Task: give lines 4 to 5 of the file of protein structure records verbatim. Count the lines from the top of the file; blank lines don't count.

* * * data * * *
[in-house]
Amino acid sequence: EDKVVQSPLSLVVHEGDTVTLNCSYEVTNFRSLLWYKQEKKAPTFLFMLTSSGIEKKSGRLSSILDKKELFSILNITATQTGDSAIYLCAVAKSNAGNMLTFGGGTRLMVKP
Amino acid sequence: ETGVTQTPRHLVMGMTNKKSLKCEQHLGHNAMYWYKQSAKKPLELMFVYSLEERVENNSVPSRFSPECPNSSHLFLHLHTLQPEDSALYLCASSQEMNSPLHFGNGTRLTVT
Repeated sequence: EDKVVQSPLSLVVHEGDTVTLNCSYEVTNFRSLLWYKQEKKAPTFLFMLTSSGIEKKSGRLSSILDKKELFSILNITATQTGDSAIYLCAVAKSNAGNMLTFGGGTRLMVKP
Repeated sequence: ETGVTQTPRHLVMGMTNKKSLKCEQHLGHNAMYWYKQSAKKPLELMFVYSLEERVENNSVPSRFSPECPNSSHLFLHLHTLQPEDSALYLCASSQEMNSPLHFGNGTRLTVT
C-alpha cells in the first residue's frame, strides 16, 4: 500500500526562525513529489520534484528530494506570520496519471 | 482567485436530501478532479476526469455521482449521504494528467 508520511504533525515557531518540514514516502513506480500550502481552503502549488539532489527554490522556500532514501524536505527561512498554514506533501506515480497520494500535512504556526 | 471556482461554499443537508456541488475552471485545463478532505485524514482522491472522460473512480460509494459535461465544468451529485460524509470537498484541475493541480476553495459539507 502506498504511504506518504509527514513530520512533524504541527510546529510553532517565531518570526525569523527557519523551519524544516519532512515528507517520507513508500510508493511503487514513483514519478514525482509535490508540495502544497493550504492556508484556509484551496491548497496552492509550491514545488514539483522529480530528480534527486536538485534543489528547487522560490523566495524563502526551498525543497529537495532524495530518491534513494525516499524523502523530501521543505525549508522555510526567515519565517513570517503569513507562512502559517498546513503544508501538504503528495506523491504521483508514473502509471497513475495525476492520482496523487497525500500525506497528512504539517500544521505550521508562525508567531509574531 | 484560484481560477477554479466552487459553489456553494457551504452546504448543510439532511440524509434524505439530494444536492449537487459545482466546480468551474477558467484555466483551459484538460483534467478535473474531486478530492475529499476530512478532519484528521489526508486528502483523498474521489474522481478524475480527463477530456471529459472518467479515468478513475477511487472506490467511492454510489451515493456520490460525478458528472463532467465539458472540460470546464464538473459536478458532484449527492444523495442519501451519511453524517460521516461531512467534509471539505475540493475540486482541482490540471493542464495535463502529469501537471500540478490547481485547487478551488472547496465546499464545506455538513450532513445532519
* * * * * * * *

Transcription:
Repeated sequence: EDKVVQSPLSLVVHEGDTVTLNCSYEVTNFRSLLWYKQEKKAPTFLFMLTSSGIEKKSGRLSSILDKKELFSILNITATQTGDSAIYLCAVAKSNAGNMLTFGGGTRLMVKP
Repeated sequence: ETGVTQTPRHLVMGMTNKKSLKCEQHLGHNAMYWYKQSAKKPLELMFVYSLEERVENNSVPSRFSPECPNSSHLFLHLHTLQPEDSALYLCASSQEMNSPLHFGNGTRLTVT